Australia has won a lawsuit against tobacco firm Philip Morris Asia, which strengthens the federal government's plain packaging rules in the country.
Introduced in 2011, the legislation for plain-packaging was opposed by the tobacco giant citing reasons that it infringed foreign investment protections guaranteed by the country in its investment promotion and protection agreement (IPPA) with Hong Kong.
The tobacco giant is believed to be displeased with the new decision issued by arbitral tribunal.
Philip Morris International senior vice-president Marc Firestone said: "There is nothing in today's outcome that addresses, let alone validates, plain packaging in Australia or anywhere else.
"It is regrettable that the outcome hinged entirely on a procedural issue that Australia chose to advocate instead of confronting head on the merits of whether plain packaging is legal or even works."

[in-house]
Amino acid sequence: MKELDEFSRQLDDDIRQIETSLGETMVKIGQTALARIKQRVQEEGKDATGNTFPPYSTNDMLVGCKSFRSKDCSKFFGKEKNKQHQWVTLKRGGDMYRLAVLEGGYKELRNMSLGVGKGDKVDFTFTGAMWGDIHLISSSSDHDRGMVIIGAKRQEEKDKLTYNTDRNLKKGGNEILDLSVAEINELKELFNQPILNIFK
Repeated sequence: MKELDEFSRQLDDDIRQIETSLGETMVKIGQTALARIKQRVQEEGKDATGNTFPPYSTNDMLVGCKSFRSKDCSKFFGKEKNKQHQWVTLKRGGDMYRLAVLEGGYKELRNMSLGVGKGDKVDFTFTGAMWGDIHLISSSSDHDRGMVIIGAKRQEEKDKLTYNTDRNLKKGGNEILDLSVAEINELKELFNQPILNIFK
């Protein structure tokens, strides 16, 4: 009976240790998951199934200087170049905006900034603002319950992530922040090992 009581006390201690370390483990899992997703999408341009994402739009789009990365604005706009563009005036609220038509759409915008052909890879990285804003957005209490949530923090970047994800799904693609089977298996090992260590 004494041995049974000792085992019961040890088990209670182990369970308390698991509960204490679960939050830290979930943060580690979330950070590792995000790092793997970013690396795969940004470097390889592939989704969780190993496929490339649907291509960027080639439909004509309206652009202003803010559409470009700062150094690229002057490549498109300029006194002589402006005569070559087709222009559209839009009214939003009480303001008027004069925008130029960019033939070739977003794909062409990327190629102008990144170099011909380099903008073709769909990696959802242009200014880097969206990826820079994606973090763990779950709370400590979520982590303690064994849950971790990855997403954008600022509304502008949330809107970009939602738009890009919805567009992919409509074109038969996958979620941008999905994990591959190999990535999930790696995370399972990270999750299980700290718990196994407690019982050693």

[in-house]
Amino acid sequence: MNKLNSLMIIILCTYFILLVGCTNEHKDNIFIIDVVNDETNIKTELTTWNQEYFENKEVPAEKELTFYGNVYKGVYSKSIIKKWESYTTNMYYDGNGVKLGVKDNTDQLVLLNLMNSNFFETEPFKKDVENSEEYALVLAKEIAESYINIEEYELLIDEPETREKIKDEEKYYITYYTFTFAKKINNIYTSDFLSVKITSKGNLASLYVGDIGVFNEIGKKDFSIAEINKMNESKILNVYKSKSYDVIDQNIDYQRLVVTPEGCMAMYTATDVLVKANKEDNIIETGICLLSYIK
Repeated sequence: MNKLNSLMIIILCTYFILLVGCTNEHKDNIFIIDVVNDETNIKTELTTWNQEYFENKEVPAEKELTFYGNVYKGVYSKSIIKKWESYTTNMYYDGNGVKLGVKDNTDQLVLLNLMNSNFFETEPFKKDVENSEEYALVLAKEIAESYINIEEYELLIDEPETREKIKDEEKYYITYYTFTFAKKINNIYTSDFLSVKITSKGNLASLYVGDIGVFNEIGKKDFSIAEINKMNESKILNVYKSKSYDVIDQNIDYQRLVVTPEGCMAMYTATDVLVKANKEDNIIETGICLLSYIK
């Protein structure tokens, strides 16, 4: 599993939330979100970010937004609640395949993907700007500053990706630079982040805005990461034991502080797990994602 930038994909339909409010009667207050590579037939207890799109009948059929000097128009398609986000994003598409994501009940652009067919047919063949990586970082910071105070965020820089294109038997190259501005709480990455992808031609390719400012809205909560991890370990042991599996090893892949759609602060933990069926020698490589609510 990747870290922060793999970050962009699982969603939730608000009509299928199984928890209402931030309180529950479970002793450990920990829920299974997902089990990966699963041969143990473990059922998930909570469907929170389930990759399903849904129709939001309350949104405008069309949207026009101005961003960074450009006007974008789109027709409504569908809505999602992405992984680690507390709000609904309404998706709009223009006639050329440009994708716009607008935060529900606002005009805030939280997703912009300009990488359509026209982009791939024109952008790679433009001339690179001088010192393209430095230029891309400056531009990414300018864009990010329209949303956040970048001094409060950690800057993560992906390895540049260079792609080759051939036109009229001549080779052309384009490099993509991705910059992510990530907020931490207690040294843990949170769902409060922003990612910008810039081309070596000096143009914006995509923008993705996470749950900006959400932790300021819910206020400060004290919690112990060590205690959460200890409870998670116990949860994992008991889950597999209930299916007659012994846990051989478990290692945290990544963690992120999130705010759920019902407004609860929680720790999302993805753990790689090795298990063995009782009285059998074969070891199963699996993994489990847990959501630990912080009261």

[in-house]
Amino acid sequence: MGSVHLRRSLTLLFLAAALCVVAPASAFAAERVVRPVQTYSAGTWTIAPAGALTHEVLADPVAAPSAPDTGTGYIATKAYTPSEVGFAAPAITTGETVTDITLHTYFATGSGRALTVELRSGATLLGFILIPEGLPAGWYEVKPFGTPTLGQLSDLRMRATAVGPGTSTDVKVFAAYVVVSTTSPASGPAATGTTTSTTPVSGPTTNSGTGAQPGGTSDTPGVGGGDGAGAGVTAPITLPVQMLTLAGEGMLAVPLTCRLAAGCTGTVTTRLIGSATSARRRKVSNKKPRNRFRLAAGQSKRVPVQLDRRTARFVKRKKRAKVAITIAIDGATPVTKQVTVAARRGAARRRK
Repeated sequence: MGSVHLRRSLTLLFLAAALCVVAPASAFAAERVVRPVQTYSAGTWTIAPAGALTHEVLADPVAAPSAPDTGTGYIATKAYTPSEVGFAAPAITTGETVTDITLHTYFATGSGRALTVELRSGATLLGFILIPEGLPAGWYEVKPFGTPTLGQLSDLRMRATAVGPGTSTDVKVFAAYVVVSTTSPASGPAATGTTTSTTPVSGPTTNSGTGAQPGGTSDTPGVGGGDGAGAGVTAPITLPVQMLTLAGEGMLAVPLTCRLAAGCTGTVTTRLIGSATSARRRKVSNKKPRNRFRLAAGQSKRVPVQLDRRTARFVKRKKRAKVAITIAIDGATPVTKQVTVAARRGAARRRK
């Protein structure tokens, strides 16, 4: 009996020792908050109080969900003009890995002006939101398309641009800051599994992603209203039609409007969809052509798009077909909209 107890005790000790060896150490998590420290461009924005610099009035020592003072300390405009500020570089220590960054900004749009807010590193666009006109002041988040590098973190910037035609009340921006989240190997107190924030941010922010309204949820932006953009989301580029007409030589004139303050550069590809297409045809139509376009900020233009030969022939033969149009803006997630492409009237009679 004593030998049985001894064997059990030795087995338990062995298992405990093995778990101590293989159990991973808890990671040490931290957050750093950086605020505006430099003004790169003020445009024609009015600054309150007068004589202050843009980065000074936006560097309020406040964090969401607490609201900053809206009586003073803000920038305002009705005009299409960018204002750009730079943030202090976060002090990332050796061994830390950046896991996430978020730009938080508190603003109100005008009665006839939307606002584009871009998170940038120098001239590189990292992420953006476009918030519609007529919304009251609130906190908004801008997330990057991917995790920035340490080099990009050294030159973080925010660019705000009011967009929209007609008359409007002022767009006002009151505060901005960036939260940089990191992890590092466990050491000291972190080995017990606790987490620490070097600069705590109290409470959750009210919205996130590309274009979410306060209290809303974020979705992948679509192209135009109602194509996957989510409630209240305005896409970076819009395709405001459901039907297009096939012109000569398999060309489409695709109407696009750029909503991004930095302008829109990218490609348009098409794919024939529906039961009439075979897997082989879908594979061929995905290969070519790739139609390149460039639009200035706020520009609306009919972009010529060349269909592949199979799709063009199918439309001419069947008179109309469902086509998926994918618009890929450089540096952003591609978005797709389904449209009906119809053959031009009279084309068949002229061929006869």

The 2011 regulation has specified the use of standardised and unbranded packaging for cigarette sales.
Tobacco firms have been banned from using any forms of branding on their products, which even considers the use of logos and colours.
Uniform packaging rules introduced in the country require manufacturers to print health warnings on the cigarette packs.
Philip Morris has also filed a similar lawsuit protesting against uniform packaging laws in the UK. The firm has teamed up with other tobacco giants, including British American Tobacco, Imperial Tobacco and Japan Tobacco International, for the protests.